My spinning is still a little haphazard, and I tend to get rather uneven strands. Plied together these gave a yarn with so much character I immediately fell in love! Part of me still wants to be able to spin even, fine yarn because I can recognize that that’s a lot harder, and therefore a greater achievement—but I’m pretty chuffed that I’m already able to make something that I really like. I guess I can work on the evenness over time.


And it sounds like there will be time—our teachers were telling us about upcoming Guild workshops, secondhand wheels for sale, and a weekend spinning retreat that sounds just divine. I really have to see whether I can do that. In the meantime, there’s always more fibre to spin.



August 26, 2009

There’s a spare spinning-wheel bobbin on my desk that Emma just lent me because all mine are full…and now all I want to do is go home and spin! Must wait…

Frozen passionfruit parfait

August 24, 2009

With strawberries in passionfruit syrup.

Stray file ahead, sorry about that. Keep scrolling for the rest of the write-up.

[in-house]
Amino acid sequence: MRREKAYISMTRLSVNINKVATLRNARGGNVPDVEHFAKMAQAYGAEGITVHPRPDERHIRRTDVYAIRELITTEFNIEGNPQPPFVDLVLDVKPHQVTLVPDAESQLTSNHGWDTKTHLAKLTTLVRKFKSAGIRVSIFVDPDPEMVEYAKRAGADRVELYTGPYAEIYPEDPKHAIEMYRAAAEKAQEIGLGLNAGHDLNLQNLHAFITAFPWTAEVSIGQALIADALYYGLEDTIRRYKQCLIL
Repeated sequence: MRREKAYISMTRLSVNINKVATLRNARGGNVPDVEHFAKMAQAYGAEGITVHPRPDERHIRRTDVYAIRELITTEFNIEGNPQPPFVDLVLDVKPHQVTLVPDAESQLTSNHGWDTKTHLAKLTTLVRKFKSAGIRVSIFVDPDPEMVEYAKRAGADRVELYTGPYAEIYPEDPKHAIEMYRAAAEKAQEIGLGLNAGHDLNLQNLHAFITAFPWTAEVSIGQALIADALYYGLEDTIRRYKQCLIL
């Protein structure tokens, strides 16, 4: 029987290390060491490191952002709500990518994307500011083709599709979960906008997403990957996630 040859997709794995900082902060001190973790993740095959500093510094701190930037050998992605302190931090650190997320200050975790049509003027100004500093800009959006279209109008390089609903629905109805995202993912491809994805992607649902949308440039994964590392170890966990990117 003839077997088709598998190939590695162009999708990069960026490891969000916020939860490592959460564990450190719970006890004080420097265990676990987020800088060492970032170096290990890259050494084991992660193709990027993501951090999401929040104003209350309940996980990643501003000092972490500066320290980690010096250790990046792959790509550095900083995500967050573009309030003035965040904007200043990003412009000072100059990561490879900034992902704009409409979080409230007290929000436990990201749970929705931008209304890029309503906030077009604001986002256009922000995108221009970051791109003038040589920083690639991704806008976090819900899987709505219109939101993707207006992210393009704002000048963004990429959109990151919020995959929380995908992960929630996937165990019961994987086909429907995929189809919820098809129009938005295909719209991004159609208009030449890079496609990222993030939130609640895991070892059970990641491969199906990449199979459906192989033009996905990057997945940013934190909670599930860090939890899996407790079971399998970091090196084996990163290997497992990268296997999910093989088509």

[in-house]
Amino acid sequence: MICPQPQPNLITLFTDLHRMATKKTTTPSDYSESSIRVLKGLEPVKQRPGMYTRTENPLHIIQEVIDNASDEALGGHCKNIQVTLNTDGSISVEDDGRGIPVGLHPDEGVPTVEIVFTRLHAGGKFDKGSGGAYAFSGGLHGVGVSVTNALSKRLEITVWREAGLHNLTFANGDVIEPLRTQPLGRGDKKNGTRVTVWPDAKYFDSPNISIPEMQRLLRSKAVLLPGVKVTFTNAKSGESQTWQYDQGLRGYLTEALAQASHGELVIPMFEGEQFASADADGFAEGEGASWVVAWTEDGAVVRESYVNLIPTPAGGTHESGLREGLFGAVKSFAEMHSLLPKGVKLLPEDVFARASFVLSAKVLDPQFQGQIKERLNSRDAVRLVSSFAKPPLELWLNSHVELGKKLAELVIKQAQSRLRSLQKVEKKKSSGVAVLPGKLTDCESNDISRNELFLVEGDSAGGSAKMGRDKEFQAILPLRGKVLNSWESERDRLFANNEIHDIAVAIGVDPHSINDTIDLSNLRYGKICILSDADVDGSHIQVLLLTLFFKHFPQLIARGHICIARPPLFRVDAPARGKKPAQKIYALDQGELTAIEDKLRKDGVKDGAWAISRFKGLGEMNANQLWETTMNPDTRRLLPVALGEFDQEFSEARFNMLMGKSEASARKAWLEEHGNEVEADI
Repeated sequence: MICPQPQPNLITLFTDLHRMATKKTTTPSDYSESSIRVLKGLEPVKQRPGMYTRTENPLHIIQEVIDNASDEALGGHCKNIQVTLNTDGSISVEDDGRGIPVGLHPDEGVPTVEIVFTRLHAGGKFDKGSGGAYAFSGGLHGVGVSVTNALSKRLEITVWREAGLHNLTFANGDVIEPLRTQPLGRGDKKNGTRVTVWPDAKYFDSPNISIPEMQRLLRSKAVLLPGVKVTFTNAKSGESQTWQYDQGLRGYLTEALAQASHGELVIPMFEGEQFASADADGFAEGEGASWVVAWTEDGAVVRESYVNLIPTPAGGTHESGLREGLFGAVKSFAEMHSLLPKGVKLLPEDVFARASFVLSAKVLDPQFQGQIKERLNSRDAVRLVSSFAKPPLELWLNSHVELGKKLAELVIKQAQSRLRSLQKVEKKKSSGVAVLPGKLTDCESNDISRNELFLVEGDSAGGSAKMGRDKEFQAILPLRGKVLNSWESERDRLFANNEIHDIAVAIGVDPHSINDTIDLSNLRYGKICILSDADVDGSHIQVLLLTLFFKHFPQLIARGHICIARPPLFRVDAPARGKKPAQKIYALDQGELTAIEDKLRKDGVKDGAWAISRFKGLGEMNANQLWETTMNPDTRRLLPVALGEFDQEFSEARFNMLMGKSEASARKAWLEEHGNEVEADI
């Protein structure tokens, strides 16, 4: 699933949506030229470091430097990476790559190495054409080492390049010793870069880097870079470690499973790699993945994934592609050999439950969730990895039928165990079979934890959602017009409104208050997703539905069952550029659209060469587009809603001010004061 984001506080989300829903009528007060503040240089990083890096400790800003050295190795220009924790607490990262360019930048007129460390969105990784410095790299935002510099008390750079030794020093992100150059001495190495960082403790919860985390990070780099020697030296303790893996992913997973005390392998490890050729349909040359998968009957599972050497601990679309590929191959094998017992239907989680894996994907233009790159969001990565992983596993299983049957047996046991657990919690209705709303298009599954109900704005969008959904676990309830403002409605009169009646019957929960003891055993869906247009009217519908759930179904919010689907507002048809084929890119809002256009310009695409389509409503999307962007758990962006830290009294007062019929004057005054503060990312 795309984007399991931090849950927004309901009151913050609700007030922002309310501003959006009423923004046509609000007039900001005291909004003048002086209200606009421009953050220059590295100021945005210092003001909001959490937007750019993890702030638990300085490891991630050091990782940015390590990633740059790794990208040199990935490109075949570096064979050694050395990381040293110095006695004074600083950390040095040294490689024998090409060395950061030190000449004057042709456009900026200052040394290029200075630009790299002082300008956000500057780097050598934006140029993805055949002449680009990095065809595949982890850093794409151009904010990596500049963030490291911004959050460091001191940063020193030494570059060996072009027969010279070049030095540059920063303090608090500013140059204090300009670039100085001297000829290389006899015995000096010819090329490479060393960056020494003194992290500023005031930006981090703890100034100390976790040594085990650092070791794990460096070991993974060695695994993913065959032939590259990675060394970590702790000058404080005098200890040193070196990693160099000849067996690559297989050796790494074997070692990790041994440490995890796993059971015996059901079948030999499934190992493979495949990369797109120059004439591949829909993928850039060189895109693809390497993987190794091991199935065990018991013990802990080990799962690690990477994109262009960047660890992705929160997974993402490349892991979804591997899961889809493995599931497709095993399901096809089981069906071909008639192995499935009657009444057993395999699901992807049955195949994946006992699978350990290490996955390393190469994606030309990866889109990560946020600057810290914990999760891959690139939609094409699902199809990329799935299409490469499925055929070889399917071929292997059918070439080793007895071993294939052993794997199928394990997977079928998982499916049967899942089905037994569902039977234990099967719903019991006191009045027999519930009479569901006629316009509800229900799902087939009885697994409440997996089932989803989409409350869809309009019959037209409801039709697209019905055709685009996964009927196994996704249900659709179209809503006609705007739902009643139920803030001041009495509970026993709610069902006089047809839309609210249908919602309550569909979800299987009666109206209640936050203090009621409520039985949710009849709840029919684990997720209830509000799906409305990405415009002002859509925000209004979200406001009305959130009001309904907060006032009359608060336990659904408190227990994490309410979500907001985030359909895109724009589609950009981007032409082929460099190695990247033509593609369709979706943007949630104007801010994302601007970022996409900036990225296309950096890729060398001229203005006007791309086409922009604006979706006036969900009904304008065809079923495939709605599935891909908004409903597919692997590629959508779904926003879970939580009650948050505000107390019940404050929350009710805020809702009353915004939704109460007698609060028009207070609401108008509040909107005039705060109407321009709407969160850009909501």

summery good

Yum! Definitely worth all that whisking.

Little cakes

August 23, 2009

I’ve spent this morning icing little cakes to take to Naomi’s for afternoon tea.


This is the first time I’ve made vegan cupcakes and really, I was surprised at how easy it was, and how good the results were. Considering they have no eggs or dairy in them, they taste remarkably like normal cupcakes. The only difficult part was finding decorations for the tops that didn’t have egg white in them, and figuring out how to colour the icing without resorting to cochineal. But a few drops of red cordial seem to have worked well (it contains a synthetic colourant called carmoisine).